The Giver Essay | Irony

This student essay consists of approximately 1 page of analysis of Irony.
This section contains 230 words
(approx. 1 page at 300 words per page)

Irony

Summary: The Giver - Lois Lowry - Irony
Of the many types of irony shown in The Giver, dramatic irony is the most apparent. Dramatic irony occurs when the audience, or in this case, the reader, knows something that a character of the story does not know. In The Giver, "precision of speech" is used as means of reducing conflict in the community. The characters of the story understand this as training them to be polite and clear about the meanings of what they say. The idea of "precision of speech" also exposes a deceitful underside to the community, however, such as in its use of euphemisms like the word "release." In substituting a vague, pleasant sounding word for a practice such as execution, the community demonstrates an actual inability to face accurate speech. This may not seem like irony, but the fact remains that the community, especially Jonas, was unable to face the true meaning of "release" until he saw it with his own eyes (page 148-151). No one in the community except Jonas and the Giver remember a time in which the term "death" actually meant something. Therefore, the community can practice execution without feeling horror at their actions. Yet the readers of this book understand the depth of death and murder, as does Jonas and the Giver (page 150), and though it does not fit the exact definition of dramatic irony, it runs pretty close.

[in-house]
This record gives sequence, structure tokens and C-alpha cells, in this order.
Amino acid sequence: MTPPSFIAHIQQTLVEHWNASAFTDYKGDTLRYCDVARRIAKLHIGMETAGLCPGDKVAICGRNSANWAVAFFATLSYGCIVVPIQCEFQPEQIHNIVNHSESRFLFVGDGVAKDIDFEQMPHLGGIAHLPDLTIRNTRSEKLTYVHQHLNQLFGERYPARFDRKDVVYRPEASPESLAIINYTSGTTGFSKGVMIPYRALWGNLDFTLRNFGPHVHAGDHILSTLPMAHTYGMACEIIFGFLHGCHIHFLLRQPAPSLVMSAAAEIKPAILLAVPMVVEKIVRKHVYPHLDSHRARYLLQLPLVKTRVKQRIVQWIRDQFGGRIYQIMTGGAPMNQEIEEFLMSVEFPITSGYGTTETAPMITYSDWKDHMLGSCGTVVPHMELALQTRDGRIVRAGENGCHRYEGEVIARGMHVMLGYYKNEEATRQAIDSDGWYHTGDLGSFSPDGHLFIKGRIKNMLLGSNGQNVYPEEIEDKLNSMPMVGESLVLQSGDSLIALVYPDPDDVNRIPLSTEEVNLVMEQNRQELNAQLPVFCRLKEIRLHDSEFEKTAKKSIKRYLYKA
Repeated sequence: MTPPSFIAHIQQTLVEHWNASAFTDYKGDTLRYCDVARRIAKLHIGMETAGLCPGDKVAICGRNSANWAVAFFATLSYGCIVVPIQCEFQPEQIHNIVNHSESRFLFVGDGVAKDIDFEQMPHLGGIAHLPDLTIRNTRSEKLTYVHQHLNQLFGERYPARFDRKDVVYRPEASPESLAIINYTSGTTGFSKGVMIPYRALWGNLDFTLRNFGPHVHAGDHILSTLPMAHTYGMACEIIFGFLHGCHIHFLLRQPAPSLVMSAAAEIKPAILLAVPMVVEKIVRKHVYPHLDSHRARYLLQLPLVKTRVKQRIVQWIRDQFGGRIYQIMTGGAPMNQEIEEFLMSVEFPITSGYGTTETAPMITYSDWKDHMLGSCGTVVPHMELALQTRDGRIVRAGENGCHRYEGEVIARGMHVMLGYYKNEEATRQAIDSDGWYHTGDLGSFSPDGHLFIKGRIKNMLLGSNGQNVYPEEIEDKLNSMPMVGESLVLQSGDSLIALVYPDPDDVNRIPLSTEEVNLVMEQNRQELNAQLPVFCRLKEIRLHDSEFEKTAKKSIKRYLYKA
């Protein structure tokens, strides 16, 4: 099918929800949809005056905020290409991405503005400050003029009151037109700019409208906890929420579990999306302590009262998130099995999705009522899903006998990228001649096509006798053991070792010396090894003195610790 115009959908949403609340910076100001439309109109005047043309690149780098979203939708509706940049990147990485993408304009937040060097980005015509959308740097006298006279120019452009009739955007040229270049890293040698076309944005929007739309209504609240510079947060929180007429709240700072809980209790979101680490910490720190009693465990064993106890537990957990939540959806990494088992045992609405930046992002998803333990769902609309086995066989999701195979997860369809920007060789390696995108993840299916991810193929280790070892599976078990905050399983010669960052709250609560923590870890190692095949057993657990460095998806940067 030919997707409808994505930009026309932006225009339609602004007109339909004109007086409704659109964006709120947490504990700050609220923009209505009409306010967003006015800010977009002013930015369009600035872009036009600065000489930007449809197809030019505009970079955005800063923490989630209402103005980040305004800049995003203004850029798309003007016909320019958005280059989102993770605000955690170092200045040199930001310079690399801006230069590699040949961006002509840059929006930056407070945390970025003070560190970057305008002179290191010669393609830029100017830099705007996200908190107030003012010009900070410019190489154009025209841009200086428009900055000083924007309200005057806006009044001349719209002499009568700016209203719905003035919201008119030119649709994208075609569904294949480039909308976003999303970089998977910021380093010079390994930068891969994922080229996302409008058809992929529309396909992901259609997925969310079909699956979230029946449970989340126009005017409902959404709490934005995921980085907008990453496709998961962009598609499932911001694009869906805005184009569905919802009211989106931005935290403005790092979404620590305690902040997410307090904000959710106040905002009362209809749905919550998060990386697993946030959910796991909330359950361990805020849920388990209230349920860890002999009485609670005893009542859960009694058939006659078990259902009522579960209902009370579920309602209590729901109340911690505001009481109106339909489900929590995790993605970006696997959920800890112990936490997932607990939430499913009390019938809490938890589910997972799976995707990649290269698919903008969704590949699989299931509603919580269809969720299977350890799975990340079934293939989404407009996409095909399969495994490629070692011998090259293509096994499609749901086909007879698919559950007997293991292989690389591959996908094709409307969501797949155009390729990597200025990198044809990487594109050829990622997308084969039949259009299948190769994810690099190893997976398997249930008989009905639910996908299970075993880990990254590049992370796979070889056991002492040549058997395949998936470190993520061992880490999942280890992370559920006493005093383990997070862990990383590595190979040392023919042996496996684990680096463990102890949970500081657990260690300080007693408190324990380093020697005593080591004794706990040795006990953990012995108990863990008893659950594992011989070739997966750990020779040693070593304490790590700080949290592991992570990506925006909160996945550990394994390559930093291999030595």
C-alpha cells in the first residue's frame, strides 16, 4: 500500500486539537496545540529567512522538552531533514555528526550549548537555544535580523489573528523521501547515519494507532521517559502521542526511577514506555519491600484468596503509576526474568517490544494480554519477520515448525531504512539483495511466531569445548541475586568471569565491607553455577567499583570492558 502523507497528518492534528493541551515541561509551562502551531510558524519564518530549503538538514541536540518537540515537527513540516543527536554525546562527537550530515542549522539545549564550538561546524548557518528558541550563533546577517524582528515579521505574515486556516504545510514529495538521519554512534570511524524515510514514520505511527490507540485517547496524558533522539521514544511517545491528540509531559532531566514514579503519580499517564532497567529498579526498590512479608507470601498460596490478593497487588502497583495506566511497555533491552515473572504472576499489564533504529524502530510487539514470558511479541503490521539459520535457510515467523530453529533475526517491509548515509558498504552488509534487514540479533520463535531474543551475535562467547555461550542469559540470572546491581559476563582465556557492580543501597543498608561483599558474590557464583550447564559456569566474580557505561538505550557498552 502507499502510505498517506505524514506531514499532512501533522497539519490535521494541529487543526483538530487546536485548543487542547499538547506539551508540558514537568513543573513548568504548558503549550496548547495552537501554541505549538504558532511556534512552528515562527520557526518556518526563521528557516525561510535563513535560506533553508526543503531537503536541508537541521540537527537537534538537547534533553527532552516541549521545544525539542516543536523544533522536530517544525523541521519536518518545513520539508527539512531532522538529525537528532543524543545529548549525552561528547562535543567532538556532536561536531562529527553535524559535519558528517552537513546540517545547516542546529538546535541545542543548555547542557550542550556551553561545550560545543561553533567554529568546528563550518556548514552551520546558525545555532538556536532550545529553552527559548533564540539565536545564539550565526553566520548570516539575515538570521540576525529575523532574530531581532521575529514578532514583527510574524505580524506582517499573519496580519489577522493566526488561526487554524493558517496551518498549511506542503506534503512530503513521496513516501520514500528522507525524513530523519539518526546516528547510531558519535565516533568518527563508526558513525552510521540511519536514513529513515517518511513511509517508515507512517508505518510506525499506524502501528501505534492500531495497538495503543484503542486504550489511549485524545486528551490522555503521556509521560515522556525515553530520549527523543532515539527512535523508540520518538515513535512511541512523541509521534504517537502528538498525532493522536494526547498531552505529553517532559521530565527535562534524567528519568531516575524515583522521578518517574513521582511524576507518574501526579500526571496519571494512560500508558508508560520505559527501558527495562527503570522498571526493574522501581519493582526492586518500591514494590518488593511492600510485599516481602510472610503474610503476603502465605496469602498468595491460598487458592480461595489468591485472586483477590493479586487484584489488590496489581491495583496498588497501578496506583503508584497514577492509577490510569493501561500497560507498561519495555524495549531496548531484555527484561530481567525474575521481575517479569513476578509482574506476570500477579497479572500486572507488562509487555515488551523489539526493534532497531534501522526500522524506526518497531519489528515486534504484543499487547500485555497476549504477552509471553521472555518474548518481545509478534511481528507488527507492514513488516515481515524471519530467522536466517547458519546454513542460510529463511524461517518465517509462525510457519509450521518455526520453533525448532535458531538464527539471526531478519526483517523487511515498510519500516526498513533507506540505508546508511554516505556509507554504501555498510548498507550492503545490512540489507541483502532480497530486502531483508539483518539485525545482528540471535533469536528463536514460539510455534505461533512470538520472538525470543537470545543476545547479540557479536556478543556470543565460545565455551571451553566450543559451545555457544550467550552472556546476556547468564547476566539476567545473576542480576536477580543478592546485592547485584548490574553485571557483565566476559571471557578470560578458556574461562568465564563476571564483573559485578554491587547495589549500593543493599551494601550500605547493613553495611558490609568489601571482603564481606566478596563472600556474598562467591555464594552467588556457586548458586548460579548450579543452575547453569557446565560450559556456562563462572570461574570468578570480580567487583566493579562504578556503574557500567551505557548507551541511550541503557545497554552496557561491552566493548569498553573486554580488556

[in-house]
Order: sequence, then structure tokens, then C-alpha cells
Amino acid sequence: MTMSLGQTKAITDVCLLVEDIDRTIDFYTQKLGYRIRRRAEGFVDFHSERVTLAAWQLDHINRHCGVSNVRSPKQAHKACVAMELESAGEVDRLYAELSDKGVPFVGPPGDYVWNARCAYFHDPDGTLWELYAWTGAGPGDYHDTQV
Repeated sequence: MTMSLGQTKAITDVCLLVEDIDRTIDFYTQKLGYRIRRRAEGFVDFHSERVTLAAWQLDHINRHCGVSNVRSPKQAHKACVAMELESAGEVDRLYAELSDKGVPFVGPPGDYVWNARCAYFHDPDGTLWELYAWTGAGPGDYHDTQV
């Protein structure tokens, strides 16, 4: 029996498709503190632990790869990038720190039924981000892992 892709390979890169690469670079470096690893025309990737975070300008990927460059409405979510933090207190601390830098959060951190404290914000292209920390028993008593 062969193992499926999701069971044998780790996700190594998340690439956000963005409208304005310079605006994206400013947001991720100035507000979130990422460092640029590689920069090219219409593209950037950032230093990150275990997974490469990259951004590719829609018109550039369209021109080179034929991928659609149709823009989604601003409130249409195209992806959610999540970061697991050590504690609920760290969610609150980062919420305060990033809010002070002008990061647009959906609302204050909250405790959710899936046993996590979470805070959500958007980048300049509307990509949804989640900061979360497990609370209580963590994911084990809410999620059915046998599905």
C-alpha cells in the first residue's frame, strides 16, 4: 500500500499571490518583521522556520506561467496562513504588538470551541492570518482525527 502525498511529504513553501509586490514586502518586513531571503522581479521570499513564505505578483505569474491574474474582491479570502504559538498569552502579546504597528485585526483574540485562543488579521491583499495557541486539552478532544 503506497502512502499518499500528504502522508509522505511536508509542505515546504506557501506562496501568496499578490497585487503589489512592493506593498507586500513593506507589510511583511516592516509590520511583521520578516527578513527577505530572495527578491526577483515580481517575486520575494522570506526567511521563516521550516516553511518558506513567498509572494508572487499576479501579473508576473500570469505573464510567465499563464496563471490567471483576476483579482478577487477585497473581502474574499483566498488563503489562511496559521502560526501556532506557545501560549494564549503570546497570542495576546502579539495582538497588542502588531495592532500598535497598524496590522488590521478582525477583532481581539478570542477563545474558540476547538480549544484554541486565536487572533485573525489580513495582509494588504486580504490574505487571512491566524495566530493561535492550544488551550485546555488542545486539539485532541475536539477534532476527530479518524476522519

This section contains 230 words
(approx. 1 page at 300 words per page)
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